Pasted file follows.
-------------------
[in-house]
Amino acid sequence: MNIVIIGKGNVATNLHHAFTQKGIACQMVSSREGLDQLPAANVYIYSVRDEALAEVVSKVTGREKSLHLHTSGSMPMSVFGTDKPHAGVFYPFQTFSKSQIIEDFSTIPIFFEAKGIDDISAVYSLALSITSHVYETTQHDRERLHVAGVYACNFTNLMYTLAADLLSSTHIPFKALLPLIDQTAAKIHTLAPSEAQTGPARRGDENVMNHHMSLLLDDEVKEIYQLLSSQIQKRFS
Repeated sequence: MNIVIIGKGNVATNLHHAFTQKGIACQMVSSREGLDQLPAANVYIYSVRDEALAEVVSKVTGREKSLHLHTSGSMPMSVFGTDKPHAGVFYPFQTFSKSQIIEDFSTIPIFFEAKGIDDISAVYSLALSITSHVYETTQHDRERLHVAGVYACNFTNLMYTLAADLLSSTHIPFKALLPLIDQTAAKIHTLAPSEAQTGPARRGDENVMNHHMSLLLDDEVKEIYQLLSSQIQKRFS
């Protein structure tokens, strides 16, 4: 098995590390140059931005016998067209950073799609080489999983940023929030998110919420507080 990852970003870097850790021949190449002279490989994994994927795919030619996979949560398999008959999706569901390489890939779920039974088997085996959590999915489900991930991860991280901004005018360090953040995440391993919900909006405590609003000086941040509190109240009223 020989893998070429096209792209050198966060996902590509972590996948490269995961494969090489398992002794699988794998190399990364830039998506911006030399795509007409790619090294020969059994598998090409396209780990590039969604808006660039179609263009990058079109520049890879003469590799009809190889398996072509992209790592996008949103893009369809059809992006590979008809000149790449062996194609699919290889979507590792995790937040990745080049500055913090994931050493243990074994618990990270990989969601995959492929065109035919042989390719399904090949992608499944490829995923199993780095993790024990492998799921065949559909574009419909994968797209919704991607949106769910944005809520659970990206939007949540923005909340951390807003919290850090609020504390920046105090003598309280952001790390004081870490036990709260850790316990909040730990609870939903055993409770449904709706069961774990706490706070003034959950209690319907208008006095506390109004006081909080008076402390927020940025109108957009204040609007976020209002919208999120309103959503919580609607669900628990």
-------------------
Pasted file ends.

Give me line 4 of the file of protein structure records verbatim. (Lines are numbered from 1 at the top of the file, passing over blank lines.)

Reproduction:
């Protein structure tokens, strides 16, 4: 098995590390140059931005016998067209950073799609080489999983940023929030998110919420507080 990852970003870097850790021949190449002279490989994994994927795919030619996979949560398999008959999706569901390489890939779920039974088997085996959590999915489900991930991860991280901004005018360090953040995440391993919900909006405590609003000086941040509190109240009223 020989893998070429096209792209050198966060996902590509972590996948490269995961494969090489398992002794699988794998190399990364830039998506911006030399795509007409790619090294020969059994598998090409396209780990590039969604808006660039179609263009990058079109520049890879003469590799009809190889398996072509992209790592996008949103893009369809059809992006590979008809000149790449062996194609699919290889979507590792995790937040990745080049500055913090994931050493243990074994618990990270990989969601995959492929065109035919042989390719399904090949992608499944490829995923199993780095993790024990492998799921065949559909574009419909994968797209919704991607949106769910944005809520659970990206939007949540923005909340951390807003919290850090609020504390920046105090003598309280952001790390004081870490036990709260850790316990909040730990609870939903055993409770449904709706069961774990706490706070003034959950209690319907208008006095506390109004006081909080008076402390927020940025109108957009204040609007976020209002919208999120309103959503919580609607669900628990």